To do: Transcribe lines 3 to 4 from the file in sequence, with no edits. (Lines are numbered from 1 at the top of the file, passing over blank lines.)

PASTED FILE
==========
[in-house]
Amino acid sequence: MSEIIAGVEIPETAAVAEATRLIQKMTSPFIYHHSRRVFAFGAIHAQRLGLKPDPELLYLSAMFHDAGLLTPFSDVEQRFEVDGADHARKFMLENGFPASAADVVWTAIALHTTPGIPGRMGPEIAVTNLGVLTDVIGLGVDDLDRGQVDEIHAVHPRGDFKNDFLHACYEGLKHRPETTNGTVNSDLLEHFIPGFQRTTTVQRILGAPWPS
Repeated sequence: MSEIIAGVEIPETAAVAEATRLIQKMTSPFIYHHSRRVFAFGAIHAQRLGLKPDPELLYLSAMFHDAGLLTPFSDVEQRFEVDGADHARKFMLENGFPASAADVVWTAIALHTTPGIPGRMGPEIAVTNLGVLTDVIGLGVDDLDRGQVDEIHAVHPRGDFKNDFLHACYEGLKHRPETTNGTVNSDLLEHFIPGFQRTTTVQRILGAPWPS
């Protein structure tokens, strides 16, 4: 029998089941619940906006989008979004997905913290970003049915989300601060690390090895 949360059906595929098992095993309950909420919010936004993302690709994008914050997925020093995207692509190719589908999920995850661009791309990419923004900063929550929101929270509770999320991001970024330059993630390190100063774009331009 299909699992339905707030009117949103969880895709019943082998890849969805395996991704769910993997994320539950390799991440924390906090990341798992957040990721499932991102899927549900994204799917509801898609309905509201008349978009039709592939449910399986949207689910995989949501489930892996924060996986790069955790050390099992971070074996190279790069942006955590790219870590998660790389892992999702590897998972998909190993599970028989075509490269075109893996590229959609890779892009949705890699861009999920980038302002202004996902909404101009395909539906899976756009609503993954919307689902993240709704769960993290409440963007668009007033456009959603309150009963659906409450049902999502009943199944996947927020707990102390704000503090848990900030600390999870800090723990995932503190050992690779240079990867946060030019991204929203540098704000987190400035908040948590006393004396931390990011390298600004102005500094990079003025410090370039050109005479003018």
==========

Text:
Repeated sequence: MSEIIAGVEIPETAAVAEATRLIQKMTSPFIYHHSRRVFAFGAIHAQRLGLKPDPELLYLSAMFHDAGLLTPFSDVEQRFEVDGADHARKFMLENGFPASAADVVWTAIALHTTPGIPGRMGPEIAVTNLGVLTDVIGLGVDDLDRGQVDEIHAVHPRGDFKNDFLHACYEGLKHRPETTNGTVNSDLLEHFIPGFQRTTTVQRILGAPWPS
């Protein structure tokens, strides 16, 4: 029998089941619940906006989008979004997905913290970003049915989300601060690390090895 949360059906595929098992095993309950909420919010936004993302690709994008914050997925020093995207692509190719589908999920995850661009791309990419923004900063929550929101929270509770999320991001970024330059993630390190100063774009331009 299909699992339905707030009117949103969880895709019943082998890849969805395996991704769910993997994320539950390799991440924390906090990341798992957040990721499932991102899927549900994204799917509801898609309905509201008349978009039709592939449910399986949207689910995989949501489930892996924060996986790069955790050390099992971070074996190279790069942006955590790219870590998660790389892992999702590897998972998909190993599970028989075509490269075109893996590229959609890779892009949705890699861009999920980038302002202004996902909404101009395909539906899976756009609503993954919307689902993240709704769960993290409440963007668009007033456009959603309150009963659906409450049902999502009943199944996947927020707990102390704000503090848990900030600390999870800090723990995932503190050992690779240079990867946060030019991204929203540098704000987190400035908040948590006393004396931390990011390298600004102005500094990079003025410090370039050109005479003018």